• 4. Preservative potentials of crude bacteriocins produced by Lactobacillus tucceti CECT 5920… www.iosrjournals.org 113 | Page Purified bacteriocin samples (0.1%, w/v) dissolved in peptone water were tested every 24 hr for 14 days to determine their antimicrobial activities against the test isolates as described earlier (Vinod et al., 2006). 2.7 Statistical Analyses Data collected were subjected to Analysis of Variance (ANOVA). Mean separation was done using Duncan Multiple range test using Statistical Package for Social Sciences (SPSS) version 20. Differences in statistical significance were considered at P ≤ 0.05 and n=3. III. Results And Discussion The present investigation was aimed at determining the preservative potentials of lactic acid bacteria isolated from traditional fermented food samples. Results showed that 120 isolates were recovered from the 100 samples of traditional fermented food collected and these were screened down to 10 isolates after morphological, biochemical and sugar fermentation tests. They were then evaluated for bacteriocin production and the two isolates that showed best bacteriocin production result were then identified by (GTG)5-PCR and 16S rDNA sequencing (data not shown) as Lactobacillus tucceti CECT 5920 and Lactobacillus mindensis TMW. These two isolates were used for further studies in the work while Staphylococcus aureus NCTC 8325 and Escherichia coli 0157:H7 were used as test pathogens (Table 1). Assessment of bacteriocin production by the two isolates showed that they have statistically similar results (0.06a ±0.02 and 0.08 a ±0.02mg/ml; Fig.1). Bacteriocin production is considered a very biotechnologically important attribute of lactic acid bacteria in the present search for an alternative to chemical food preservatives. When the crude bacteriocin samples produced by the two isolates were tested for antimicrobial activities, L. tucceti CECT 5920 had statistically same inhibition on S. aureus and E. coli (19a ±0.08 and 18a ±0.08mm respectively, P<0.05) while L. mindensis TMW also had statistically same inhibitory effects on the two test pathogens (18a ±0.08 and 17a ±0.07mm, P<0.05) respectively (Table 2). This also revealed that the bacteriocins produced by these isolates have broad spectrum activity against gram positive and gram negative bacteria (S. aureus and E. coli respectively). Similar results were recorded by Adesokan, et al., (2009) against S. aureus, E. coli and Pseudomonas aeruginosa. The result is a welcome development in modern food industry as the high level of susceptibility showed by the two test pathogens to the bacteriocins produced by the two LAB isolates is an advantage in food preservation and a possible good replacement for chemical preservatives. According to Ogunbanwo et al., (2004), Lactic acid bacteria have potentials to inhibit the growth of pathogenic and spoilage bacteria and the possibilities exist for using them to improve the shelf life of different foods. Their antagonistic property is attributed to the low pH, the un-dissociated acid and production of other primary and secondary antimicrobial metabolites (Ten Brink et al., 1994). Screening of the two isolates for acidification potential after 72 hrs of growth showed that Titratable Acidity (T. A) was maximum (2.94±0.01%) for L. tucceti CECT 5920 after 48hrs of growth and was also maximum (1.48±0.02%) for L. mindensis TMW after 48 hrs of growth. This result is in agreement with Adesokan, et al., (2009) who recorded that as the incubation period increased, the quantity of lactic acid produced by LAB isolates also increased until there was a gradual decline after 48 hr of incubation. This result showed that both isolates will be good in food preservation where the rapid lowering of the medium’s pH by the production of organic acid is necessary for the elimination of food borne pathogens and spoilers as well as in prolonging the shelf life of the food material. In the above result however, L. tucceti CECT 5920 had higher T. A. than L. mindensis TMW (Table 3). The result of effect of temperature on bacteriocin activity showed bacteriocin activity up to the temperature of 30o C. L. tucceti CECT 5920 gave 18mm and 17mm zones of inhibition against S. aureus NCTC 8325 and E. coli 0157:H7 respectively while L. mindensis TMW had 17mm inhibition for the two test pathogens respectively. The LAB isolates exhibited mesophilic inhibitory activities (≤30o C, Table 4) and the mesophilic temperature of activity of the isolates showed that they could only be useful in food preservation in traditional food fermentation where the temperature is within that which the isolates can tolerate. However, this narrow range of temperature tolerance will be a disadvantage in modern food industries where higher temperatures are encountered. The increase in temperature beyond 30o C could have possibly destabilized the 3-Dimensional structure of the bacteriocins (which are proteins) resulting in their denaturation. Djadouni and Kihal (2013) reported two bacteriocins that were thermally stable over a wide temperature range up to 100°C for 15 mins. This could be due to the ecological conditions prevalent where the lactic acid bacteria were isolated. Significant reduction in the bacteriocin production as the temperature increased was reported by Meera and Devi (2012) and this is in agreement with the findings in this work. Growth temperature seems to play an important role in bacteriocin activity. Result from Fig. 2 showed that when incubated at a range of pH, L. tucceti CECT 5920 had a maximum inhibitory activity of 12.06±0.08mm and 11.81±0.01mm against S. aureus NCTC 8325 and E. coli respectively at pH of 7, while L. mindensis TMW had maximum inhibitory activity (12.81±0.01mm) against S. aureus NCTC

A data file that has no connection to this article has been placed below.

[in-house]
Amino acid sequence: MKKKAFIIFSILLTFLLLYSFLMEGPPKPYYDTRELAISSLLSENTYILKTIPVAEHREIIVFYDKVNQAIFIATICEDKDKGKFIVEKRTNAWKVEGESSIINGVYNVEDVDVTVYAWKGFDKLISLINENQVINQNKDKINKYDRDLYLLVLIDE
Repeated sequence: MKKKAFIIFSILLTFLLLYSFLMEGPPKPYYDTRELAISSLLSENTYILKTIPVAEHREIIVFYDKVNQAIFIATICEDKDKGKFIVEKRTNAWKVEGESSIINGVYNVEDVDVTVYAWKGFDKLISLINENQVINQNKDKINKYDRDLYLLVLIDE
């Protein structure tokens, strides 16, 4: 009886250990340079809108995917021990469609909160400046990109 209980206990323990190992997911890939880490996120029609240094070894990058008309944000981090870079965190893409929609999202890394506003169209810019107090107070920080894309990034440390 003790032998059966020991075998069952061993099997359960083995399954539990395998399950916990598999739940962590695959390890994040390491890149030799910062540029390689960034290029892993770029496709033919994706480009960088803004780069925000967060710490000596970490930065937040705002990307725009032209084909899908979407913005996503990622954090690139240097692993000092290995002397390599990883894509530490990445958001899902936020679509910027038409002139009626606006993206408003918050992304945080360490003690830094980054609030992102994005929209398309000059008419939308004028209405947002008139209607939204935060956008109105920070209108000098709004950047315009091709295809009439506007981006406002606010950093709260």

• 5. Preservative potentials of crude bacteriocins produced by Lactobacillus tucceti CECT 5920… www.iosrjournals.org 114 | Page 8325 at pH of 8 and 11.02±0.01mm against E. coli 0157:H7 at pH of 7. However, both isolates showed wide range of pH tolerance and activity as they inhibited the test pathogens between the pH range of 2-10: an indication of acidophilic and slightly alkalinophilic activity. Both isolates showed optimum inhibitions at or near neutral pH. It has been reported that some bacteriocins retained their activity at pH 2.0 to 6.0 (Djadouni and Kihal, 2013) and this report is in agreement with the findings here. Djadouni and Kihal (2013) stated that microbial cells are significantly affected by the pH of their immediate environment because they apparently have no mechanism for adjusting their internal pH. When the bacteriocin was tested for its preservative activity using two fruit drinks: “La casera” and “Five Alive”, result showed that the removal of the test pathogens from the fruit drinks was directly proportional to the concentration of the bacteriocin tested (0.05-0.5%). At 0.5% concentration, L. tucceti CECT 5920 against S. aureus NCTC 8325 had a preservative effect of 77.82a ±0.03 on “La casera” and 78.07a ±0.09 on “Five Alive” while against E. coli 0157:H7, it had a preservative effect of 90.03a ±0.04 and 61.05a ±0.06 on “La casera” and “Five Alive” respectively. L. mindensis TMW when tested against S. aureus NCTC 8325 had a preservative effect of 69.12b ±0.02 and 77.80a ±0.01 on “La casera” and “Five Alive” and against E. coli 0157:H7it had a preservative effect of 90.12a ±0.03 and 61.22a ±0.02 on “La casera” and “Five Alive” respectively. The two fruit drinks tested (control) did not show any inhibitory activity against the test isolates (Fig. 3). Vinod et al., (2006) in their work reported that partially purified bacteriocin was found to be preservative against B. cereus and clearly the preservative effect in juice, wine and pulp increased with the increase in the concentration of bacteriocin. They also reported that maximum reduction of Bacillus cereus population of 92% was observed in wine followed by juice (87%) and pulp (63%) at a concentration of 0.5%. The findings here indicate that bacteriocin possessed several desirable characteristics of a bio-preservative. Determination of the possible synergism in activity between the bacteriocin and local food spices was evaluated using ginger, onion and garlic. There was a corresponding increase in antimicrobial activity with increase in the concentration of the spices (0.1, 0.5 and 1.0%). Result from Table 5 showed that L. tucceti CECT 5920 at 0.1% had highest synergistic activity against S. aureus NCTC 8325 from combination of ginger and onion (2000.00a ±200.00) while it was from ginger (2533a .33±251.66) against E. coli 0157:H7. With L. mindensis TMW at 0.1% concentration, the highest activity (2000.00a ±300.00) was with garlic against S. aureus NCTC 8325 and with ginger (1533.33a ±450.92) against E. coli 0157:H7. Results have earlier shown that the spices tested in this work had various degrees of antimicrobial activities. So, the activities recorded from them in combination with the bacteriocins will be an added advantage in food preservation especially in hurdle technology where food borne pathogens and spoilers face double challenge of overcoming the combination of bacteriocin and the food spices. Djadouni and Kihal (2013) reported that all the spices they tested in their study in concentrations of 5% did not affect bacteriocins activity differently. But that the addition of less than 5% solution of spices to bacteriocins resulted in a significant activity against the indicator strain. This indicates that small amounts of additives should be used in some foods to promote the activity of the bacteriocins applied, especially when more than one spice is used. Ettayebi et al., (2000) and Singh et al., (2001) described that the combination of spices together with bacteriocins, however in a lower amount may lead to a synergistic effect, rendering pathogens susceptible to bacteriocin-spice combination. Such a synergistic inhibition has been shown between nisin on the one hand and garlic extract or thymol on the other. The spices used (red pepper, black pepper, and garlic) ranging from 0.5% affected the bacteriocins activity differently. The addition of 0.5% spices solution to both bacteriocins resulted in a significant activity against the indicator strains (up to 94% reduction of growth). Evaluation of the effect of storage over a period of 14 days on bacteriocin’s activity showed that there was a gradual decrease in the activity of the bacteriocin as storage progressed for both LAB isolates. However, there was bacteriocin activity recorded over the 14days of storage against the two test isolates. For L. tucceti CECT 5920, the highest bacteriocin activity (19.01a ±0.01) was recorded within the first 1-3days against S. aureus NCTC 8325 and 18.05a ±0.07 against E. coli 0157:H7. The highest activity recorded from L. mindensis TMW against S. aureus NCTC 8325 was 18.02a ±0.02 while it was 17.05a ±0.07 against E. coli 0157:H7. There was about two-third loss in activity of bacteriocin of L. tucceti CECT 5920 on the 14th day of storage compared with the first three days of storage. But for L. mindensis TMW, it was almost a four-fifth loss in activity (Table 6). Hamdi et al., (2015) reported that extracted bacteriocin from L. acidophilus at 4o C when fresh, after 15 days and 30 days of storage with the diameter of inhibition zone of 14, 12 and 10 against Bacillus subtilis, S. aureus and E. coli, respectively. However, the diameter of inhibition zone decreased to 11, 9.5 and 6.5 mm after 60 days of storage and reached to 7.5, 6 and 4mm of diameter after 90 days of storage for Bacillus. subtilis, S. aureus and E. coli., respectively. These results and the findings from this work are in accordance with those reported by Malini and Savitha (2012) as they found that the bacteriocin activity produced by L. paracasei subsp. tolerans isolated from locally available cheese was more stable at 4o C for 30 days. By this result, it is found that bacteriocin will retain its antimicrobial activity when used as a bio-preservative in foods for up to 90 days in storage. IV. Conclusion and Recommendation